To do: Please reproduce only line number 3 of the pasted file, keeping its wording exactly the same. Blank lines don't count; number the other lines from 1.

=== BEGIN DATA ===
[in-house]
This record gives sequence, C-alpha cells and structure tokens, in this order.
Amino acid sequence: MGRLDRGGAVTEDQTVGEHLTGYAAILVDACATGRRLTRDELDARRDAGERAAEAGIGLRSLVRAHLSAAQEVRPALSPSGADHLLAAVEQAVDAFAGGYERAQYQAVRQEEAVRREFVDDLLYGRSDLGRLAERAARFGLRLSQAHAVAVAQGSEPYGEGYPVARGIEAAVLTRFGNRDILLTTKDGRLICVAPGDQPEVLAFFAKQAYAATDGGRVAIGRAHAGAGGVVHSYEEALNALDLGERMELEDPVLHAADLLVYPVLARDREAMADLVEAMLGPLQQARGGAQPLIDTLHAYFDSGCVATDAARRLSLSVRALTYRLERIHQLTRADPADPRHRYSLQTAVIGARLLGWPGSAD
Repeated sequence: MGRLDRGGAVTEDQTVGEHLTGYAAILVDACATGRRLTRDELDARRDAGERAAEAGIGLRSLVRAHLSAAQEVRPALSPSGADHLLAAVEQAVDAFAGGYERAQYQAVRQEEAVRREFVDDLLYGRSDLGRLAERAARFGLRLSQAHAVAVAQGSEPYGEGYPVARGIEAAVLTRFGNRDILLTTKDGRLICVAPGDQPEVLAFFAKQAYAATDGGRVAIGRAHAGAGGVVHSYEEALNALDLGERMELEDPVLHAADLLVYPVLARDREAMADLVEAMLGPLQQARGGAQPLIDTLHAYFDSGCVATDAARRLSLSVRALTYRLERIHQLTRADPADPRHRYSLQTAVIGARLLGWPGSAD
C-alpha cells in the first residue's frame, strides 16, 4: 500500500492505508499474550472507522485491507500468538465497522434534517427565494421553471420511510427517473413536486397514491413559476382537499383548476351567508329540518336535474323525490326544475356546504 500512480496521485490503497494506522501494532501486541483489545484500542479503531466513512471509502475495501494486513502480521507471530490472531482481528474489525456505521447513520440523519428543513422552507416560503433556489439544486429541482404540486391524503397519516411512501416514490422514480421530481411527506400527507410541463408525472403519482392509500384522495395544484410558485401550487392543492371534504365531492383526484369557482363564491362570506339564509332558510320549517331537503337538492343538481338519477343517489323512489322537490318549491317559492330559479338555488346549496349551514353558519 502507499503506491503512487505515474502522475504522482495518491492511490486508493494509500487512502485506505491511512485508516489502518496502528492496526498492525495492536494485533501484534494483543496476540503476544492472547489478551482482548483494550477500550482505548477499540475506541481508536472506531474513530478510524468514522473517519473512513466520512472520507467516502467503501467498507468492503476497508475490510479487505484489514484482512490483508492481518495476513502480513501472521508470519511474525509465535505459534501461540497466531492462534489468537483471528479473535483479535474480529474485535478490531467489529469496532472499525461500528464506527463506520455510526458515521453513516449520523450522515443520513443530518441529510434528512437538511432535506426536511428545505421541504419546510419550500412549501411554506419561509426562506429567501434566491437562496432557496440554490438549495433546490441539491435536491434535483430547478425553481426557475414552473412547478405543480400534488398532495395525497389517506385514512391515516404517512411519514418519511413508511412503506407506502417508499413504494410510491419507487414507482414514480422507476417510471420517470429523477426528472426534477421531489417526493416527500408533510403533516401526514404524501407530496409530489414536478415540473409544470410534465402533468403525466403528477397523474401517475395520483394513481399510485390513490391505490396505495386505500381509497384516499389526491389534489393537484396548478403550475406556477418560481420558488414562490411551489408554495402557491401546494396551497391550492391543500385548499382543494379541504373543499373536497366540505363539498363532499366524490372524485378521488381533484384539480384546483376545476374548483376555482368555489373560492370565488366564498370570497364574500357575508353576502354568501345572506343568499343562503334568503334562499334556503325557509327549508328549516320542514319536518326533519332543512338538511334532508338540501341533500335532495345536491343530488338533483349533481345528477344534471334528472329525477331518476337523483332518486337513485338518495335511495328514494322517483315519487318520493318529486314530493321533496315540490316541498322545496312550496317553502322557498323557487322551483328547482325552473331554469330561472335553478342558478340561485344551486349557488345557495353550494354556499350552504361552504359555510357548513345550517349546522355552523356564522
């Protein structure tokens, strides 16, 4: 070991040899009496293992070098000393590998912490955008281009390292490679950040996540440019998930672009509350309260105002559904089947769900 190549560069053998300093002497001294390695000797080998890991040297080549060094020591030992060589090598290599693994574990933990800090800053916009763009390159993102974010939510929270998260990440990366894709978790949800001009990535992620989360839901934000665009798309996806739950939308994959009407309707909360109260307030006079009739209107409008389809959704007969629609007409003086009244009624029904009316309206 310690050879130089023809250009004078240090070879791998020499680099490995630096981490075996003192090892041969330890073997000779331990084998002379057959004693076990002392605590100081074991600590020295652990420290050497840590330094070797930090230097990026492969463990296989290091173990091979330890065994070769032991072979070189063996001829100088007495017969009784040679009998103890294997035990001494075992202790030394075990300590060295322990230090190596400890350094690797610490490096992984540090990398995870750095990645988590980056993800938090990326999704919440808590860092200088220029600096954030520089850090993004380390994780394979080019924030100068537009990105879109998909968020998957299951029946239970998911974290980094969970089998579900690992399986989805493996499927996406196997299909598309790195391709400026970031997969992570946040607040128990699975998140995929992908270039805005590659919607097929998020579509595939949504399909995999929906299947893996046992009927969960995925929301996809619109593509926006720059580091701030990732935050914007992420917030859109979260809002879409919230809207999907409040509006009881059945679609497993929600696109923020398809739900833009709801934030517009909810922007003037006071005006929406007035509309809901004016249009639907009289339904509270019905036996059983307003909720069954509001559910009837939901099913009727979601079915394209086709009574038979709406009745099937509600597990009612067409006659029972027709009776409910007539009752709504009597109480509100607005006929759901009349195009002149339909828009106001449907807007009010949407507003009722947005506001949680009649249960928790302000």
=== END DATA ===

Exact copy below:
Amino acid sequence: MGRLDRGGAVTEDQTVGEHLTGYAAILVDACATGRRLTRDELDARRDAGERAAEAGIGLRSLVRAHLSAAQEVRPALSPSGADHLLAAVEQAVDAFAGGYERAQYQAVRQEEAVRREFVDDLLYGRSDLGRLAERAARFGLRLSQAHAVAVAQGSEPYGEGYPVARGIEAAVLTRFGNRDILLTTKDGRLICVAPGDQPEVLAFFAKQAYAATDGGRVAIGRAHAGAGGVVHSYEEALNALDLGERMELEDPVLHAADLLVYPVLARDREAMADLVEAMLGPLQQARGGAQPLIDTLHAYFDSGCVATDAARRLSLSVRALTYRLERIHQLTRADPADPRHRYSLQTAVIGARLLGWPGSAD